Story & Photos by Claire Ma, Reporter
Is punk really dead? The days of the Dead Kennedys and Black Flag are undoubtedly behind us, as are the leather-jacketed, snarling youths who listened to them. But if you ever find yourself at a Wavves or Joyce Manor concert, you might realize that punk isn’t dead at all; it’s simply wearing a different face. Gone is the malicious streak, the violence, the penchant for destruction: 2017’s brand of punk is profoundly introspective and surprisingly sensitive – outspoken in sound but soft-spoken in sentiment. Consider, for example, when Wavves frontman Nathan Williams eschews stage banter to earnestly discuss his and his bandmates’ struggles with depression and anxiety. “Don’t be afraid to talk with your family, friends, whoever,” he says, greeted by appreciative cheers from the crowd. “And if you don’t have anyone to talk to, talk to me.”
That’s not to say that punk has somehow turned to easy-listening. If anything, it has gotten even skuzzier: just listen to Wavves and you’ll know what I mean. They opened their set with “King of the Beach,” a raucous ode to the sand and the sun, complete with gritty guitar riffs and an aggressive drum beat. Williams has a talent for crafting brilliantly catchy songs, like “You’re Welcome,” the title track from their latest album, which goes “You ain’t gotta mention it/You’re welcome/ You’re welcome,” and it’s obvious that the audience, screaming out the lyrics, know every word. The energy from the crowd was not just intense but appreciative: in many ways, Wavves’s songs are anthems – even celebrations — of an era plagued by paranoia. (Consider “Heavy Metal Detox” from 2015’s V, which goes “I don’t really wanna act afraid/ Not about you, about anything/ I can’t pretend this is all a dream.”) There was something cathartic about seeing Williams and his band sing about these somber topics with such rowdy enthusiasm – at one point, Williams even did a front-flip into the screaming crowd – and there’s no doubt that Wavves, just like the other punk-rockers before them, are the voice of their generation.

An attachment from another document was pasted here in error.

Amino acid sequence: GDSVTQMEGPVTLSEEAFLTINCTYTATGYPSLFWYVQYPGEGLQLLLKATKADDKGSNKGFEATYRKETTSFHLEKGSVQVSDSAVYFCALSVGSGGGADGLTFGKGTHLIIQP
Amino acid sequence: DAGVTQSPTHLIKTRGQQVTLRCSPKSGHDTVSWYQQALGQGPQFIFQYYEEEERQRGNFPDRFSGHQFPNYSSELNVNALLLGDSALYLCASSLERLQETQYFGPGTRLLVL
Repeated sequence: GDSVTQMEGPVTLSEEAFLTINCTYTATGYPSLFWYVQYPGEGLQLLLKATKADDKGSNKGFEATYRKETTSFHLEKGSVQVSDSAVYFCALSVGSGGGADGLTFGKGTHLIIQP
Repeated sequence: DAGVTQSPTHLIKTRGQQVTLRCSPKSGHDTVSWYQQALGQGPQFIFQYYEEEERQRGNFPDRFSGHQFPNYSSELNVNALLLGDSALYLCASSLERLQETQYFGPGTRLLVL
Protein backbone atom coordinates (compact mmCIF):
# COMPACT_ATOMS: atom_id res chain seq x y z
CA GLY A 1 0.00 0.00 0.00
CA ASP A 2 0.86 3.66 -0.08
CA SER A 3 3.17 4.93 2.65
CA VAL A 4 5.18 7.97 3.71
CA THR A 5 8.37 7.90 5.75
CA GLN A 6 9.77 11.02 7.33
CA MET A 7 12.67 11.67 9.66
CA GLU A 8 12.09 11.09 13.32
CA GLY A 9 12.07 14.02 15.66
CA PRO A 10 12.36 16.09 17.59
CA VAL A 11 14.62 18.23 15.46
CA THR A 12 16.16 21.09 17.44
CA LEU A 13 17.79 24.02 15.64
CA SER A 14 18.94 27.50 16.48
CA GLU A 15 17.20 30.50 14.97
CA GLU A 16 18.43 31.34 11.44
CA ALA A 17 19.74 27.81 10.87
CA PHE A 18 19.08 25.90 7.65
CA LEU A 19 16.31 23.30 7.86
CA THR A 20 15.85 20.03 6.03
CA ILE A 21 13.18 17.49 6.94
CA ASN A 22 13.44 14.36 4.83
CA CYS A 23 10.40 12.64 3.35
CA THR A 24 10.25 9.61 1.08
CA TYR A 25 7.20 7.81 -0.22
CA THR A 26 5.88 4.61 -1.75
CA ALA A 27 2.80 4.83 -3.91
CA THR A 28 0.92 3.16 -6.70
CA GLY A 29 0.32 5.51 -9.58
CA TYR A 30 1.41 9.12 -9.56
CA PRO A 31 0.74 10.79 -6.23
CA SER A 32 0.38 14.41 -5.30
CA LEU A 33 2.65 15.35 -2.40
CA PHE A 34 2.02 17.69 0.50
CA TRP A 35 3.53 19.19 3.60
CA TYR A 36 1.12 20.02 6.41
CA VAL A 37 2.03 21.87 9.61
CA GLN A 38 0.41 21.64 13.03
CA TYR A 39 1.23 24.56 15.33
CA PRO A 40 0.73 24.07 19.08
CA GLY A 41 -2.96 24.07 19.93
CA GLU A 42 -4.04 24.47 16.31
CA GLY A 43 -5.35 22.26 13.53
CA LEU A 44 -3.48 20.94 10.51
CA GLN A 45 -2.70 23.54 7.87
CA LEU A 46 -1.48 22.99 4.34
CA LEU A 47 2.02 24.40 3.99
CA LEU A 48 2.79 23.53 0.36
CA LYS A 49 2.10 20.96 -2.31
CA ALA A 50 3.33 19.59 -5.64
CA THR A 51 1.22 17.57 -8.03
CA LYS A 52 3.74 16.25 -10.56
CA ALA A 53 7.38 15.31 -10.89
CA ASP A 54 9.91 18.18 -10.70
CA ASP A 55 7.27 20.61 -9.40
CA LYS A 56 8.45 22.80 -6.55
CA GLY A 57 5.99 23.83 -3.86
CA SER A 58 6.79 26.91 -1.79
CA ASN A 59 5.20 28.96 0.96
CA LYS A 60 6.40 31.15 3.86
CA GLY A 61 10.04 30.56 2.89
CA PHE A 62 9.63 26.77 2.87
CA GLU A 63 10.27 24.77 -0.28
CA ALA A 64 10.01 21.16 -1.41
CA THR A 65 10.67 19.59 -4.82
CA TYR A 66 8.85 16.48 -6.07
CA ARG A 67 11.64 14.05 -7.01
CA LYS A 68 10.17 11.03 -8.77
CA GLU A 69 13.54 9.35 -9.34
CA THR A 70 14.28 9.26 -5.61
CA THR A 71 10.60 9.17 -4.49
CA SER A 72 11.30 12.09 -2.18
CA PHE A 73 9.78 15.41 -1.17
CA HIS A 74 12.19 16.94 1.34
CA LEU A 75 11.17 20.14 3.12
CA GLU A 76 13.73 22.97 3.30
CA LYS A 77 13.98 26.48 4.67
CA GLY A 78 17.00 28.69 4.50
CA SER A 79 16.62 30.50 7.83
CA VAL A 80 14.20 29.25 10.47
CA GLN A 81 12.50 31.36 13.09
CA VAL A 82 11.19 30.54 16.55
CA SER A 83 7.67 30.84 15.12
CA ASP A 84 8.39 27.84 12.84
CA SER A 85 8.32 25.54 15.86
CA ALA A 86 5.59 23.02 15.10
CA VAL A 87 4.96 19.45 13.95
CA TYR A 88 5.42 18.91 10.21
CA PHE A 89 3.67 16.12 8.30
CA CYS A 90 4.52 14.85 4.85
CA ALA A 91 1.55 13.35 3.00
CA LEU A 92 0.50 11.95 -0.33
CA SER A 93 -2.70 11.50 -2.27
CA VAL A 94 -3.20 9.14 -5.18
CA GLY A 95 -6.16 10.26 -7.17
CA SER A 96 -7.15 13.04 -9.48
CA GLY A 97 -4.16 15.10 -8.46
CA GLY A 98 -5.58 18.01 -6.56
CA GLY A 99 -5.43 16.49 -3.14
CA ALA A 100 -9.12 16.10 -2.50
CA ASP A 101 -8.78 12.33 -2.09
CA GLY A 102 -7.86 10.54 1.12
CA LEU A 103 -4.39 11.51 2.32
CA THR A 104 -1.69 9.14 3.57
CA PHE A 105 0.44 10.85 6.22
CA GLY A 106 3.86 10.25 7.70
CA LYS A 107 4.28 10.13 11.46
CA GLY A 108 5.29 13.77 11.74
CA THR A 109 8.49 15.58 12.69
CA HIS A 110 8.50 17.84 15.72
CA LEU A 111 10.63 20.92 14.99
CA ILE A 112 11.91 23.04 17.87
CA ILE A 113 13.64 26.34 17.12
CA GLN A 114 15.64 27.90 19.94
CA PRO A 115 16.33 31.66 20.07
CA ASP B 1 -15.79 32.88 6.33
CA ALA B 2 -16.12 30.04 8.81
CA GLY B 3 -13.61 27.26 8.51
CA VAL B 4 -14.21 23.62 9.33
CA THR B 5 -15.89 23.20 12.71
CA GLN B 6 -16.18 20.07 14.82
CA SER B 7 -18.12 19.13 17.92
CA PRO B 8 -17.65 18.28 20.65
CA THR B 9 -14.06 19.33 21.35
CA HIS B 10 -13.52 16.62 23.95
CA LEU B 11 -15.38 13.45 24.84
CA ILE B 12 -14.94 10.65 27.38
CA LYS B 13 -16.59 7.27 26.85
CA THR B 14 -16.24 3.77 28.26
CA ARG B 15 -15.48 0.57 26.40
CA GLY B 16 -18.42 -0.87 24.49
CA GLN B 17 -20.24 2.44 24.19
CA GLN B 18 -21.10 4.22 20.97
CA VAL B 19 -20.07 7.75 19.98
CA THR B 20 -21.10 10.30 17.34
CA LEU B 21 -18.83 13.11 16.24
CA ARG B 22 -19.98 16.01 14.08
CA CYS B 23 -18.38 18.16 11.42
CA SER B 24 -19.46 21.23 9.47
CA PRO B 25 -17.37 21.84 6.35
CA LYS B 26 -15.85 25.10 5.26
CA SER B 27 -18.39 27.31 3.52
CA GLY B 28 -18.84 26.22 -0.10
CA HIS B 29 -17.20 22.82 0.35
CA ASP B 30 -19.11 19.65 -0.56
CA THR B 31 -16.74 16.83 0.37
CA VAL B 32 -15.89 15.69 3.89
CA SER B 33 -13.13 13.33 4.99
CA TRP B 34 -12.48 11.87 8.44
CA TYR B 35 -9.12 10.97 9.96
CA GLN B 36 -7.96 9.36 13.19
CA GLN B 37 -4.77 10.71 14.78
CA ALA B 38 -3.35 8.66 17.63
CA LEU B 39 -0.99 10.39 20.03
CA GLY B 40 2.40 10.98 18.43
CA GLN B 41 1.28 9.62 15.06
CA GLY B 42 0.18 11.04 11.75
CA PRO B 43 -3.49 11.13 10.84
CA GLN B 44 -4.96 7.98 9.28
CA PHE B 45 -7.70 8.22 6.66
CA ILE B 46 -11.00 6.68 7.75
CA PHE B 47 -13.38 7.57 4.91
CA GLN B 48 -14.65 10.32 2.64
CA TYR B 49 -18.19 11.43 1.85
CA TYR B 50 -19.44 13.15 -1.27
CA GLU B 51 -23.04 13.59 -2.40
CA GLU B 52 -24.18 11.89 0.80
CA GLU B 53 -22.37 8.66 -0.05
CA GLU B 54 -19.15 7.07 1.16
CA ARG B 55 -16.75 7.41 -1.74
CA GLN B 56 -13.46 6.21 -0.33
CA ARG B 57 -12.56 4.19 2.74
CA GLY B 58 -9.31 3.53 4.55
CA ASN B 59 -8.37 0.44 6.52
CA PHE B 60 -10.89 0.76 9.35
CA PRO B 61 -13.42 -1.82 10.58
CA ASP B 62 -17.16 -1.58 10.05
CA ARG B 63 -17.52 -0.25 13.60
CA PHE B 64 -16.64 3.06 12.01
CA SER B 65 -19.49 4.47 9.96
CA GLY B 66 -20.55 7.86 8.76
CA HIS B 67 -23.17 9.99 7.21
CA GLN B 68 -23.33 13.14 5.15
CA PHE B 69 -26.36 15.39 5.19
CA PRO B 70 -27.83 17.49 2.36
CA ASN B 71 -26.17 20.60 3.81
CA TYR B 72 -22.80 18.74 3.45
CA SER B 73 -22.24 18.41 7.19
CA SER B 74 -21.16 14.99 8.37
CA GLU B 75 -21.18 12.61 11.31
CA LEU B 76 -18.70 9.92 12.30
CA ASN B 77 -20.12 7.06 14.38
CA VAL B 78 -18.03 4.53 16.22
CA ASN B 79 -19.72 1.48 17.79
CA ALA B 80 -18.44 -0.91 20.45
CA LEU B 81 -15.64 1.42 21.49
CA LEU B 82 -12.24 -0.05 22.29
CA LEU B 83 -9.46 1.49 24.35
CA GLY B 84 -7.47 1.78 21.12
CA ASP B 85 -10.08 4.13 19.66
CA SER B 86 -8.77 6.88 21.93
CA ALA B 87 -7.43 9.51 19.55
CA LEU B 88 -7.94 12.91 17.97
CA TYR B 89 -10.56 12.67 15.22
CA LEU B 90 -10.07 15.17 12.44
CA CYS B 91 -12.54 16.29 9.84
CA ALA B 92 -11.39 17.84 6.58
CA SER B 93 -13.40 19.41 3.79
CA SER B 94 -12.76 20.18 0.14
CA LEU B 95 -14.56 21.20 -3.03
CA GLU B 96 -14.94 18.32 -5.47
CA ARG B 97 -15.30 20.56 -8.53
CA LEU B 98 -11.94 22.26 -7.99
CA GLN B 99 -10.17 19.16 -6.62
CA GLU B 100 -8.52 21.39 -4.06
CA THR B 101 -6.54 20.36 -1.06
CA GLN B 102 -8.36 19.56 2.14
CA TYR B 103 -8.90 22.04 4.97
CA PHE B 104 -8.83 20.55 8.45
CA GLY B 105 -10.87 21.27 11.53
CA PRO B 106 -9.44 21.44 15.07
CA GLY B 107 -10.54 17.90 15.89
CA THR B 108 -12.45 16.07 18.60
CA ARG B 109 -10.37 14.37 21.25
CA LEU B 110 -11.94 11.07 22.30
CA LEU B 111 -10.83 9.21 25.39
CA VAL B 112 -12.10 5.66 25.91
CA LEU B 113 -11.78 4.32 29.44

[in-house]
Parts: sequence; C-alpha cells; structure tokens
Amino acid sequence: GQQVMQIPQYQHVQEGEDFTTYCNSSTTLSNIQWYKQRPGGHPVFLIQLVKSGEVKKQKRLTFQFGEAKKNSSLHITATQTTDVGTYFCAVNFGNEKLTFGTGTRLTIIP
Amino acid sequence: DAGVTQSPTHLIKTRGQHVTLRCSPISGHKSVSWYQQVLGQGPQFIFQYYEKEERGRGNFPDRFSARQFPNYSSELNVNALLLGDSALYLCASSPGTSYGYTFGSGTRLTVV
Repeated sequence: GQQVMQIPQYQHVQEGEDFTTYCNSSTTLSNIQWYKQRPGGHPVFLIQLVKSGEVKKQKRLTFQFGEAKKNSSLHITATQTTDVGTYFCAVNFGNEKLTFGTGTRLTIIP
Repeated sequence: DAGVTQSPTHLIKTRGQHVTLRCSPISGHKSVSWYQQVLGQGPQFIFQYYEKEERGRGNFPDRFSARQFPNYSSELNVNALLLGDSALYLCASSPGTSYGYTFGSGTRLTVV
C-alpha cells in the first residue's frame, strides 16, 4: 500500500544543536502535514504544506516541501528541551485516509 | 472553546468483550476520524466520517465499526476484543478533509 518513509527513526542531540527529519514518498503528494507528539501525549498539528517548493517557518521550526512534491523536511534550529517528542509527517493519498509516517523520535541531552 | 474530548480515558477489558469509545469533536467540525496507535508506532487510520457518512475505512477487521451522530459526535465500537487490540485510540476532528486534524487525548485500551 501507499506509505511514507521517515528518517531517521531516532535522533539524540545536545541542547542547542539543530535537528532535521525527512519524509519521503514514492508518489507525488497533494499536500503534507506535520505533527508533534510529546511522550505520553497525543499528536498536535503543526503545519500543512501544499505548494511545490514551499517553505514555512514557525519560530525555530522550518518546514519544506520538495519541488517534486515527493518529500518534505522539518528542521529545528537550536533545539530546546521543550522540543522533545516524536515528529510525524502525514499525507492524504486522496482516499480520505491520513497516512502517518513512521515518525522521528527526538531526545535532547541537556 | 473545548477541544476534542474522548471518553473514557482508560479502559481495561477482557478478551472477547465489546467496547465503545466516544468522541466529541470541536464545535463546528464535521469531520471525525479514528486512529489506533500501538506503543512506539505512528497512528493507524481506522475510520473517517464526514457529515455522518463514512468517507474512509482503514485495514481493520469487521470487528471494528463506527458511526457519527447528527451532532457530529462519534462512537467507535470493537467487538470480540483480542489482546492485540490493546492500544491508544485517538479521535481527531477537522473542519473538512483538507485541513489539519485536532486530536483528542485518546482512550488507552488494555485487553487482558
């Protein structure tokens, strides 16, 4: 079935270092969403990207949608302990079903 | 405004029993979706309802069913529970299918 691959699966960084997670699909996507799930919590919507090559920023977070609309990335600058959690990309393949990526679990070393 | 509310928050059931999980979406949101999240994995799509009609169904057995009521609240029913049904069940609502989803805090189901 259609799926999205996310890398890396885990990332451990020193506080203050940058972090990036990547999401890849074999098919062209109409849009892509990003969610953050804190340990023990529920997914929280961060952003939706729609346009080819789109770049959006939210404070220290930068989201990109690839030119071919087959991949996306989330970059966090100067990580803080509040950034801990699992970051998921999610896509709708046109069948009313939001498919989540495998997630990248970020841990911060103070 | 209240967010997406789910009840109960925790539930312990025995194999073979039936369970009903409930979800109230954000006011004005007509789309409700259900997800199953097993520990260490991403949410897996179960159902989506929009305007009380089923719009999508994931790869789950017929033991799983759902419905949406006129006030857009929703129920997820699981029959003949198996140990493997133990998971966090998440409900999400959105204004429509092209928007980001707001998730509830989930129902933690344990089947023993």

Following Wavves was Joyce Manor, the much-beloved pop-punk/emo outfit from Torrance, California. Although both bands are relatively huge in the indie rock sphere, there’s no doubt that most of the crowd that night was there for Joyce Manor: that much I gathered from the screaming fangirls, the devoted moshers, and the jubilant crowdsurfers who kept the stage guards constantly busy throughout the set. (Special mention goes out to guy who crowdsurfed so hard, his pants had fallen off by the time he made it to the stage.)
Seeing Joyce Manor onstage, it was easy to see their appeal: they have that lethal combination of gangly, boyish looks and angst-tinged lyrics that makes them instantly likeable. On their records, lead singer Barry Johnson’s enunciation is almost a little too white-boy-emo-voice for my comfort, like on “Constant Headache” from 2013’s self-titled album, but he thankfully shed most of that overwrought vocalization onstage. As it turns out, Joyce Manor wasn’t all heartbreak and emotionally-starved sex, anyway; they even treated the crowd to their cover of “Video Killed the Radio Star,” which, despite being the oddest song-band combo ever, was nonetheless interesting to hear.
After the set had ended and the lights went back on, the crowd stubbornly stayed on. I could see Johnson shrug and gesture for his bandmates to get back onstage. They played “5 Beer Plan,” a song about telling your dad you’re suicidal while on a golfing trip. While the lyrics themselves aren’t exactly the most uplifting ones, there was something triumphant in the way Johnson spat out the final lines: “And then I told you so/ I fucking told you so.” Seeing the audience hold out their hands toward him in adoration or sympathy or something in between, I couldn’t help but think that he was speaking for all of them.